If you are interested in different areas, can search on line for corporations that may have opportunities or can possibly apply for an intern position that can get your foot in the door and once in can network with others you meet on your assignment for other opportunities or career paths.

Best of luck!

Thank you Catherine! I definitely have to work on my networking skills a bit, I have a career fair coming up which is great practice as well as finding a possible job opportunity. Do you recommend any good career paths that tie into management? Dylan W.

Hello, Management Skills can be applied in Advertising, Project Management, Human Resources Area, Marketing, Vendor Management, Customer Service Manager of a Call Center, to name a few. Best of Luck Catherine Bartok

0
Updated Translate

BX’s Answer

IT management is an option.
I graduated with a bachelor degree in business management and then took a master degree in IT managment.
If you have strong interest in the tech world, this is an option.

Thank you for your recommendation! IT definitely did cross my mind but I am not too familiar with tech. I was thinking more along the lines of logistics and or supply chain management. Dylan W.

0
Updated Translate

Jal’s Answer

As far as I know, your career options are varied. Try to find out what industry you want to dig in is important. Business Analyst is a major starting position from what I observed. Some other can be data analyst, HR officer, project manager, marketing executive, sales, account manager. There are many many options.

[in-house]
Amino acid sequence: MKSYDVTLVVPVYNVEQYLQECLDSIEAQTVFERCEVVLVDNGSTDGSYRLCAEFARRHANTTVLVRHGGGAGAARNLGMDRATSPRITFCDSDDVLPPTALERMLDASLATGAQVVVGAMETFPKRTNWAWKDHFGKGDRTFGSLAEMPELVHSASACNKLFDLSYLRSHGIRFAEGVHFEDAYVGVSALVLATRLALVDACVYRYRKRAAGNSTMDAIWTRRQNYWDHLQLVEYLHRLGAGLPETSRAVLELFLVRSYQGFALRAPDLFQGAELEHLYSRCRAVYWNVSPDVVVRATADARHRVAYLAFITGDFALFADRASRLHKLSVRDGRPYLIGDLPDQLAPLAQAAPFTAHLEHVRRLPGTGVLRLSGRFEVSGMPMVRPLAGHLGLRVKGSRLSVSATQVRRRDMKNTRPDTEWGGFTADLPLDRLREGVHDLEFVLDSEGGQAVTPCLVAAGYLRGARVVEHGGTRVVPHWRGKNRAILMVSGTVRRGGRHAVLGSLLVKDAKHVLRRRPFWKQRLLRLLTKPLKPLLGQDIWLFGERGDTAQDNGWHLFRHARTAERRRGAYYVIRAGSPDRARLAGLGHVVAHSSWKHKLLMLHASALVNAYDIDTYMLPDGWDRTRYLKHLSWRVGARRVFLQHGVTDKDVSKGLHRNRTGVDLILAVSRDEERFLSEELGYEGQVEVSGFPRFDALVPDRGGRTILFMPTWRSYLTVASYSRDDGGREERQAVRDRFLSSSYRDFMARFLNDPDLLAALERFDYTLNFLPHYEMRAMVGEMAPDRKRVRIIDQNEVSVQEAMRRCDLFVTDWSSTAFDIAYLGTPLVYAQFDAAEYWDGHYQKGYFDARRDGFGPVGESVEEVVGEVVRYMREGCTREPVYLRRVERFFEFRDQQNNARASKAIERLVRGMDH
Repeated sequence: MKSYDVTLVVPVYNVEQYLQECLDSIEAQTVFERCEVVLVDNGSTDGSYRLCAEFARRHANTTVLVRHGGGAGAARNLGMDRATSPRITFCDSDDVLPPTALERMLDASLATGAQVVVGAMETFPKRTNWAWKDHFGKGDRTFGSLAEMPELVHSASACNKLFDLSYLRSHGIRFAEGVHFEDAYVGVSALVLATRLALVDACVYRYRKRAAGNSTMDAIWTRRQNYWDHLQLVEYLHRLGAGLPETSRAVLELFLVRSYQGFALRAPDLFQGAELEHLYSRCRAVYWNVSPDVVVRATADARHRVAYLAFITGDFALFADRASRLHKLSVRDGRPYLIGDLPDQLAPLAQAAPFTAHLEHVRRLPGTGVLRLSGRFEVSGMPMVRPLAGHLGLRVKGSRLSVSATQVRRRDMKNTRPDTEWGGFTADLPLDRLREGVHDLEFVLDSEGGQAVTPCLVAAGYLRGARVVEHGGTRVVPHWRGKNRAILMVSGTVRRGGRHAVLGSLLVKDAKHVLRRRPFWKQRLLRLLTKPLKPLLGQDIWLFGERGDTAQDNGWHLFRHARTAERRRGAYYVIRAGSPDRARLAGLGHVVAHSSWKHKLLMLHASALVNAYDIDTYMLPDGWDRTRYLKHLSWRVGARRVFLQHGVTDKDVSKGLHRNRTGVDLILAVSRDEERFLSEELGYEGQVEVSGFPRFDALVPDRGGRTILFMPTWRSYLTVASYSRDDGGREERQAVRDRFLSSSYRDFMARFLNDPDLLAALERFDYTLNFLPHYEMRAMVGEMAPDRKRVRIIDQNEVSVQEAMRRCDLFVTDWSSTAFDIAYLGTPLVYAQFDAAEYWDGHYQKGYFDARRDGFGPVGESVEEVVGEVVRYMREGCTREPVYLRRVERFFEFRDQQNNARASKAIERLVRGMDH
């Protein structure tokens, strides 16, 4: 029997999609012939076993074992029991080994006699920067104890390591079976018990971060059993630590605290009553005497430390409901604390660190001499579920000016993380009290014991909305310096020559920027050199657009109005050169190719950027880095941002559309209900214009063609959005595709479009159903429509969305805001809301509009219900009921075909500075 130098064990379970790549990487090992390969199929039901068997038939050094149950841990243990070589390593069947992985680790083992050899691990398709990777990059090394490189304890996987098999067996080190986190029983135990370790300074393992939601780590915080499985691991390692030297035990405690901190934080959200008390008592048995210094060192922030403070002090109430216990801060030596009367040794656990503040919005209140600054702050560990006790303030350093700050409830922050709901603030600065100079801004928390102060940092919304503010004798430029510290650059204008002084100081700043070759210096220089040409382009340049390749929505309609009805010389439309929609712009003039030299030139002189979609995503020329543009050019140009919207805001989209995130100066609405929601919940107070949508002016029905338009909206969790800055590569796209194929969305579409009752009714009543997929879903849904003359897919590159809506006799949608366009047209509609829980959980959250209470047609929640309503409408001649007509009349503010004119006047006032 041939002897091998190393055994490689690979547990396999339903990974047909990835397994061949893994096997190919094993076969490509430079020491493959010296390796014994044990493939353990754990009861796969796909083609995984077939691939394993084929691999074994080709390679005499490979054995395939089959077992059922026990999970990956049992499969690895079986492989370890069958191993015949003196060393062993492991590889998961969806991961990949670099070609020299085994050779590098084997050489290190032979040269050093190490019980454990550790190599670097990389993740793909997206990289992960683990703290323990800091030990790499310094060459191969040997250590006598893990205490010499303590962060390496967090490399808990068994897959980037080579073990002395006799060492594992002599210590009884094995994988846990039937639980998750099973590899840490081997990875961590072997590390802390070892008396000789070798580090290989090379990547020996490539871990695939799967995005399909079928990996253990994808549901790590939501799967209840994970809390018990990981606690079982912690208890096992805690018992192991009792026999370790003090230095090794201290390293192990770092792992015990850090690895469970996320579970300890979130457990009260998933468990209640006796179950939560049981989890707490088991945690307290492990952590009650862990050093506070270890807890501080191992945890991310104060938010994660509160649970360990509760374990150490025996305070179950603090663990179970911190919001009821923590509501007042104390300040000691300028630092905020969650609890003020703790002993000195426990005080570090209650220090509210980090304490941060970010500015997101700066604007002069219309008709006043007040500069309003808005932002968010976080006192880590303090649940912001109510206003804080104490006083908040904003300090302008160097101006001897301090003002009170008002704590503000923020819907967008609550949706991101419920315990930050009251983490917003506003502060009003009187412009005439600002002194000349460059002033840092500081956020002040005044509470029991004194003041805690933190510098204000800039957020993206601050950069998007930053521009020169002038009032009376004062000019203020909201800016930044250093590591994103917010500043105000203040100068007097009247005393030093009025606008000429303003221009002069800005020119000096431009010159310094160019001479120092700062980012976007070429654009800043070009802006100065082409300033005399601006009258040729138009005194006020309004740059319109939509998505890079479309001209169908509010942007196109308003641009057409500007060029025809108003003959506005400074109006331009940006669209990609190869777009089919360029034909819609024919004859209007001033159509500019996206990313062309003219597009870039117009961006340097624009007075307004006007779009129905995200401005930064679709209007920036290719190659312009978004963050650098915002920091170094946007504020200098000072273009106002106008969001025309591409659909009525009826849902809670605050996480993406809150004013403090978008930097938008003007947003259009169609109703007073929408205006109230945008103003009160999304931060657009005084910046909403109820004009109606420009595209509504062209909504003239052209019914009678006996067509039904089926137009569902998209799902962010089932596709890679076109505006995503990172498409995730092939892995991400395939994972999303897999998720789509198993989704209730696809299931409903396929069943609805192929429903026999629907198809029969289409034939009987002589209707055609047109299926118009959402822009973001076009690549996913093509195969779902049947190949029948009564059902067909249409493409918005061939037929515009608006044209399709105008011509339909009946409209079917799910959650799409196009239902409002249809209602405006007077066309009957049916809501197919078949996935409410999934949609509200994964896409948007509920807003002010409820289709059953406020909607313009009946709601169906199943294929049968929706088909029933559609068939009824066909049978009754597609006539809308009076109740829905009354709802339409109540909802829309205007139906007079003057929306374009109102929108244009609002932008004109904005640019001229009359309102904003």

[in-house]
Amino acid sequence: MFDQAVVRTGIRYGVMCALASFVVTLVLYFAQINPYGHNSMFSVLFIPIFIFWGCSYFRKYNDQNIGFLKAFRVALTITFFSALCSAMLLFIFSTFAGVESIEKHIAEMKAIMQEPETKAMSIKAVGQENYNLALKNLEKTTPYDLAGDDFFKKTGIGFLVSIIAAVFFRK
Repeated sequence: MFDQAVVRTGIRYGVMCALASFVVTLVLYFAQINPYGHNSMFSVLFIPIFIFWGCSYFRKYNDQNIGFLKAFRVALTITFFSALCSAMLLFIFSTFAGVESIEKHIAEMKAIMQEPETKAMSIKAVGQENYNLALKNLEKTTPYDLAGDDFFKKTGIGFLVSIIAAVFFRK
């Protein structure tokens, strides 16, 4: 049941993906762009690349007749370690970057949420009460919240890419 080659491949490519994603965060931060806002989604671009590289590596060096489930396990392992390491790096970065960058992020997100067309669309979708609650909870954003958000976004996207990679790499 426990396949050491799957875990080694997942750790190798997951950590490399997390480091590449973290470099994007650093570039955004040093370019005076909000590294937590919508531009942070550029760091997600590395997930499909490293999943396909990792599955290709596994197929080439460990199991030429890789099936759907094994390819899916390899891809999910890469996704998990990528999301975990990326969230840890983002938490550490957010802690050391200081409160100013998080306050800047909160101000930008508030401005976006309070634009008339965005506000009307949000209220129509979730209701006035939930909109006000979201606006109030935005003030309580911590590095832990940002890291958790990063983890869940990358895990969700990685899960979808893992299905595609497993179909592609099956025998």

Thank you so much for your feedback! I was definitely looking to project management as well as business analyst. Dylan W.

Good for you. Once you know what you want to do , then don't forget to start the research and build your skillsets for the positions. Jal Chen

0
Updated Translate

Patrecia (Trish)’s Answer

I guess it would depend on what you want to do. With a Management degree you can do just about anything you want. Sometimes if you took a topic like Project Management, HR, Physiology, or conflict managemen you would focus on moving into a position that is focused on something that is around that area.

Thank you for your comment Patricia! I am definitely interested in both project management as well as conflict management because they are both so frequent in the business world. Dylan W.

Project Management is a very acquired skilled in Business if you are looking to get into Information Technology Project Management you might want to focus on AGILE Scrum Master Skills or look into that as well or maybe even Business Analyst opportunities. Patrecia (Trish) Rosito

Thank you for the tip! A business analyst position sounds really interesting to me. I'll have to do some research for it. Dylan W.

0
Updated Translate

Melissa’s Answer

A degree in Business Management can be applied to a wide variety of careers. With nine years of supervisory experience and a soon to be college degree, you will have the education but, in my opinion, just as important, the experience. I would recommend that you think about particular fields of interest. Project Management and data/business analyst skills are relevant skillsets across a wide-variety of industries (i.e. telecommunications, healthcare, entertainment, marketing, government, hospitality, the list goes on...). Find a field that you are interested in or maybe even passionate about and go for it!

Wow everyone on this cite is so helpful! Thank you so much for your help and helping me realize that the experience that I have can be just as important! Dylan W.

Very good answer Melissa! Sunitha Blossom Undinty

0
Updated Translate

Austin’s Answer

You have many different options. Take your interests and look for an industry that aligns with those interests. I graduated w/ a business degree not really know where it would take me. I landed a job as a manufacturing supervisor and then went into production planning. I've since gone into supply chain management and most recently marketing. Business degree can take you into many different industries and roles. I've worked for a consumer products company and recently a medical device company and held various roles over my career. Good luck w/ your career search.